Prospects For Afghan Peace Deal With Taliban Dim, But Not Dead
RFE/RL, 25 October 2012
Francesc Vendrell, former representative for the EU and UN in Afghanistan, notes that a third party could play a major role in a peace deal being struck between the Taliban and the Afghan government. But the United States, which had assumed the role, will be challenged by Kabul’s insistence on leading the peace process and also by the influence of regional powers such as Iran and Pakistan. “Without the assistance of a facilitator or mediator, its hard to see [this process taking shape] — it might take longer. Or, you would need a very active [direct] negotiations process,” Vendrell says.

Afghan president warns on immunity for foreign troops
AFP, 19 October 2012
In a report about the US-Afghan controversy of immunity for US soldiers based in Afghanistan post-2014, AAN’s Kate Clark is quoted as saying: ‘I think it is unimaginable that the Americans would compromise on this and allow their people to be put through Afghan courts if they are accused of crimes’.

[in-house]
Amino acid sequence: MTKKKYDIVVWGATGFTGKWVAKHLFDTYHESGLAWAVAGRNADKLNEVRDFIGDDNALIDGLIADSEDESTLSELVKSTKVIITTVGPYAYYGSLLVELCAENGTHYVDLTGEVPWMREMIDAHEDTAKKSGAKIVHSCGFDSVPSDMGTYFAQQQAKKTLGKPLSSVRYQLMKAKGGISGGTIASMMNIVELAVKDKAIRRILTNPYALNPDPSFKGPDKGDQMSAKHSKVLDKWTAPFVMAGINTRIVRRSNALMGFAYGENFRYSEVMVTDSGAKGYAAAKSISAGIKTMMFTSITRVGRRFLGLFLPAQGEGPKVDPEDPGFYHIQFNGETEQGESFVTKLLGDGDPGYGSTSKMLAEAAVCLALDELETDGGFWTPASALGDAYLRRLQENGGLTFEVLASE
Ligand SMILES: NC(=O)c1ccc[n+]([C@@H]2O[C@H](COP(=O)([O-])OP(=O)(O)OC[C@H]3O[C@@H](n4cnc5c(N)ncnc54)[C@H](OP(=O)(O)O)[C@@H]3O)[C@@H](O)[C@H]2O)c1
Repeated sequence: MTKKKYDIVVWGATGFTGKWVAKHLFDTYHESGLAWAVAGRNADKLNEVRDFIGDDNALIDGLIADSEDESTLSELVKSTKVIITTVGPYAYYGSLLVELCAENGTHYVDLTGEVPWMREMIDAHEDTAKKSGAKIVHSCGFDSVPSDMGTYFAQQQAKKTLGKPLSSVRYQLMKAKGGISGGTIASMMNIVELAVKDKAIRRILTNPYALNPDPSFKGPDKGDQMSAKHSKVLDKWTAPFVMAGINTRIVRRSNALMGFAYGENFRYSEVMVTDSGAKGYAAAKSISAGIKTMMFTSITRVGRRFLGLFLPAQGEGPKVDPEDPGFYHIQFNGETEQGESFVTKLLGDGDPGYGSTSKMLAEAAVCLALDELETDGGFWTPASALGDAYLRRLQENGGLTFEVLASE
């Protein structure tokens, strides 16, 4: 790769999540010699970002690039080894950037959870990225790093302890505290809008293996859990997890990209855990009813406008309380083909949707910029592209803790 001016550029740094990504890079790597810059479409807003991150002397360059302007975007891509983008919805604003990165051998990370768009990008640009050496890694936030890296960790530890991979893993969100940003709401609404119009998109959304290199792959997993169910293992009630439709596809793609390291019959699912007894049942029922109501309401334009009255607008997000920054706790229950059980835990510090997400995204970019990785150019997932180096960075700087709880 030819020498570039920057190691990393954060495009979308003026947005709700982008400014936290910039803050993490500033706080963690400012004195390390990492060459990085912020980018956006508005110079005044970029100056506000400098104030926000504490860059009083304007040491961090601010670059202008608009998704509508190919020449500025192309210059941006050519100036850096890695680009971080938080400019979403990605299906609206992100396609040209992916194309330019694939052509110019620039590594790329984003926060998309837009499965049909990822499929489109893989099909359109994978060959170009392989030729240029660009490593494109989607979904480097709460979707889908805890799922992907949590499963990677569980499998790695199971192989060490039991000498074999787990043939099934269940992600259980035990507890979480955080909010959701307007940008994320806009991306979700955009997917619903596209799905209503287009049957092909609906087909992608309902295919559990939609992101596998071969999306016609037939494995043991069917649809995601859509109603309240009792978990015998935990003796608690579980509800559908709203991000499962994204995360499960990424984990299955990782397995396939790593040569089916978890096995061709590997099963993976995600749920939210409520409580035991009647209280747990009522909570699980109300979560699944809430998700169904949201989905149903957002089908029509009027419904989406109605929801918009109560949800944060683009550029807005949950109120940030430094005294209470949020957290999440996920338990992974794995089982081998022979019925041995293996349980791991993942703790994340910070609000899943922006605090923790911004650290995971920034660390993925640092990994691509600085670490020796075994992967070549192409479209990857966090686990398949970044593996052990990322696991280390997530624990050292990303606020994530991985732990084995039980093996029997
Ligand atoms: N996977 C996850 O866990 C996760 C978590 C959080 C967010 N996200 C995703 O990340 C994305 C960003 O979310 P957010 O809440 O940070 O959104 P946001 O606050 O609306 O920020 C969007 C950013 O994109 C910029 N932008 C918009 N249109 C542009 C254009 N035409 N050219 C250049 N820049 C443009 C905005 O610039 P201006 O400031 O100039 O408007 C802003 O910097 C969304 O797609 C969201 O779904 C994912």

Profifußball in Afghanistan: Die Suche nach den Edelkickern
tageszeitung (Berlin), 19 October 2012
AAN’s Thomas Ruttig reported on the eveof the final of Afghanistan’s first professional football league and about the development of Afghan soccer in general (in German).

Van Bijlert: Streven in Kunduz niet realistisch
BNR Nieuwsradio (Netherlands), 18 October 2012
Article paraphrases brief radio interview with AAN’s Martine van Bijlert on the Dutch police traning mission in Kunduz and the special agreements with the Ministry of Interior that are hard to keep (with audio link to the original interview).

Rückzug vom Hindukusch
SWR (German radio), 16 October 2012